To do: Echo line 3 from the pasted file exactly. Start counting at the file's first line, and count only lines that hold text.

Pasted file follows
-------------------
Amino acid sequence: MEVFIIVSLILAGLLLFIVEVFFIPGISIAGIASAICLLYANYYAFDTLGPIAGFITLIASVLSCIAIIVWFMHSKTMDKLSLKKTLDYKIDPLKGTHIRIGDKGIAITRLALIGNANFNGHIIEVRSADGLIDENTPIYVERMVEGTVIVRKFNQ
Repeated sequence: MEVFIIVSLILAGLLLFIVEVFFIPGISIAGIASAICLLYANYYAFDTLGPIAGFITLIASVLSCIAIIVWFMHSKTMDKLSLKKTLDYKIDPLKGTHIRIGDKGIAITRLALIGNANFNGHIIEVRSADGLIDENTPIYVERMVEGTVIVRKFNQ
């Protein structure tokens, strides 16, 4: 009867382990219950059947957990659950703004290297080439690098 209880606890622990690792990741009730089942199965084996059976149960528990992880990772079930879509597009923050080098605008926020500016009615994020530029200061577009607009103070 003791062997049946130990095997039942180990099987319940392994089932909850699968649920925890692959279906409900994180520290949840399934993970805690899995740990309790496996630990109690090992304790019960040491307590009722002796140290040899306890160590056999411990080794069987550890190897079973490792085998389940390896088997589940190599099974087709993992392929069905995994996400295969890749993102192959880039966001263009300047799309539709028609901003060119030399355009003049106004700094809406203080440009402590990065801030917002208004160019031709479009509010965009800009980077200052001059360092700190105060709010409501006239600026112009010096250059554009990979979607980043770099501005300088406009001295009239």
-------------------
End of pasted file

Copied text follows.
């Protein structure tokens, strides 16, 4: 009867382990219950059947957990659950703004290297080439690098 209880606890622990690792990741009730089942199965084996059976149960528990992880990772079930879509597009923050080098605008926020500016009615994020530029200061577009607009103070 003791062997049946130990095997039942180990099987319940392994089932909850699968649920925890692959279906409900994180520290949840399934993970805690899995740990309790496996630990109690090992304790019960040491307590009722002796140290040899306890160590056999411990080794069987550890190897079973490792085998389940390896088997589940190599099974087709993992392929069905995994996400295969890749993102192959880039966001263009300047799309539709028609901003060119030399355009003049106004700094809406203080440009402590990065801030917002208004160019031709479009509010965009800009980077200052001059360092700190105060709010409501006239600026112009010096250059554009990979979607980043770099501005300088406009001295009239």